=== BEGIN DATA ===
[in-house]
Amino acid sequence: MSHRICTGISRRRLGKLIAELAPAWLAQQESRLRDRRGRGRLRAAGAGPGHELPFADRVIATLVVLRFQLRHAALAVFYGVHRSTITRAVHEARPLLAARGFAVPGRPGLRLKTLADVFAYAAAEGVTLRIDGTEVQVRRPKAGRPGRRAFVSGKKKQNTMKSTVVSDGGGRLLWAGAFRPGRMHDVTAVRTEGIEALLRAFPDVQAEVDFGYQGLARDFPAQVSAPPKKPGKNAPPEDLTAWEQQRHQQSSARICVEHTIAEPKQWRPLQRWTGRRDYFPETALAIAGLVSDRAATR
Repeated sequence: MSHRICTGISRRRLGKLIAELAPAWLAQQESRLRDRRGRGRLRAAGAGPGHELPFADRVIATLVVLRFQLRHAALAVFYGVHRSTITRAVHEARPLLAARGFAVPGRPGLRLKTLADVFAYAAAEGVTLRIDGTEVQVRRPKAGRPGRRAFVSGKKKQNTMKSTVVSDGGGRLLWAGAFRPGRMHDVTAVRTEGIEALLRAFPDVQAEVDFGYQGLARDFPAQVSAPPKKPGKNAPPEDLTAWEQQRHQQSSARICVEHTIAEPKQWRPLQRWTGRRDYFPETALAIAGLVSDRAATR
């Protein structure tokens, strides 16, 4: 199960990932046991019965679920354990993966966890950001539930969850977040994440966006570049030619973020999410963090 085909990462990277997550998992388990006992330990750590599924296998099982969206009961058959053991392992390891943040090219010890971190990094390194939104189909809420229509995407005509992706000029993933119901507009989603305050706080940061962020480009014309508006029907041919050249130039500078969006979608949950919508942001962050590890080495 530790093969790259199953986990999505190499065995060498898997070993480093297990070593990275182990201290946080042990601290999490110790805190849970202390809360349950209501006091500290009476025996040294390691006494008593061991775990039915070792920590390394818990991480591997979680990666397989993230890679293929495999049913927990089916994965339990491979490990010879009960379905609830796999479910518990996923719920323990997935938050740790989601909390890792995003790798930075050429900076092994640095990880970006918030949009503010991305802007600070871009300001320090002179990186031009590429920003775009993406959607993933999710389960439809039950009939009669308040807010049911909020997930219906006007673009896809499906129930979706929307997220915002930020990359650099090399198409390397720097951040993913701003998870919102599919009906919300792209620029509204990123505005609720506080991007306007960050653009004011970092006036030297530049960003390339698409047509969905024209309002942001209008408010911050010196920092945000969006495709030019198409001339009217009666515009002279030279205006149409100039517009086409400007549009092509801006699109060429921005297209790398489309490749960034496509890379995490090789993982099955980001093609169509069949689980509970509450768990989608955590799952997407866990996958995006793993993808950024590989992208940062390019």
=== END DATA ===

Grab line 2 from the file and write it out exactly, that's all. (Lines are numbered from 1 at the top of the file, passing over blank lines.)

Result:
Amino acid sequence: MSHRICTGISRRRLGKLIAELAPAWLAQQESRLRDRRGRGRLRAAGAGPGHELPFADRVIATLVVLRFQLRHAALAVFYGVHRSTITRAVHEARPLLAARGFAVPGRPGLRLKTLADVFAYAAAEGVTLRIDGTEVQVRRPKAGRPGRRAFVSGKKKQNTMKSTVVSDGGGRLLWAGAFRPGRMHDVTAVRTEGIEALLRAFPDVQAEVDFGYQGLARDFPAQVSAPPKKPGKNAPPEDLTAWEQQRHQQSSARICVEHTIAEPKQWRPLQRWTGRRDYFPETALAIAGLVSDRAATR